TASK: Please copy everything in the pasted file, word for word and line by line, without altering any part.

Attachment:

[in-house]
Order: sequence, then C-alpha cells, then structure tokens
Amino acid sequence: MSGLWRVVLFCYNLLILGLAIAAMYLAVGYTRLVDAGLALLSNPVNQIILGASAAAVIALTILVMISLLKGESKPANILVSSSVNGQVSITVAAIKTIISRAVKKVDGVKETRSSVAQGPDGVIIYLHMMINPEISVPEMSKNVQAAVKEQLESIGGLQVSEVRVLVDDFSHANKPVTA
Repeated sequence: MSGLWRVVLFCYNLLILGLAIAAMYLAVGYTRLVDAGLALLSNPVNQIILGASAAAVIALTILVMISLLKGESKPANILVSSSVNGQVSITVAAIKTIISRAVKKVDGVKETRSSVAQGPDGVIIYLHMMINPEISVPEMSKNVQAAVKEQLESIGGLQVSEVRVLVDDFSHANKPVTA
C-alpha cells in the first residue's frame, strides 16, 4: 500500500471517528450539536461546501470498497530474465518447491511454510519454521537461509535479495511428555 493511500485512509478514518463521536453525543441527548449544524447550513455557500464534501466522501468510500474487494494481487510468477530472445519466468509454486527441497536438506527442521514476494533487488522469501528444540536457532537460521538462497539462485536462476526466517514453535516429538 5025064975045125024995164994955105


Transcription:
[in-house]
Order: sequence, then C-alpha cells, then structure tokens
Amino acid sequence: MSGLWRVVLFCYNLLILGLAIAAMYLAVGYTRLVDAGLALLSNPVNQIILGASAAAVIALTILVMISLLKGESKPANILVSSSVNGQVSITVAAIKTIISRAVKKVDGVKETRSSVAQGPDGVIIYLHMMINPEISVPEMSKNVQAAVKEQLESIGGLQVSEVRVLVDDFSHANKPVTA
Repeated sequence: MSGLWRVVLFCYNLLILGLAIAAMYLAVGYTRLVDAGLALLSNPVNQIILGASAAAVIALTILVMISLLKGESKPANILVSSSVNGQVSITVAAIKTIISRAVKKVDGVKETRSSVAQGPDGVIIYLHMMINPEISVPEMSKNVQAAVKEQLESIGGLQVSEVRVLVDDFSHANKPVTA
C-alpha cells in the first residue's frame, strides 16, 4: 500500500471517528450539536461546501470498497530474465518447491511454510519454521537461509535479495511428555 493511500485512509478514518463521536453525543441527548449544524447550513455557500464534501466522501468510500474487494494481487510468477530472445519466468509454486527441497536438506527442521514476494533487488522469501528444540536457532537460521538462497539462485536462476526466517514453535516429538 5025064975045125024995164994955105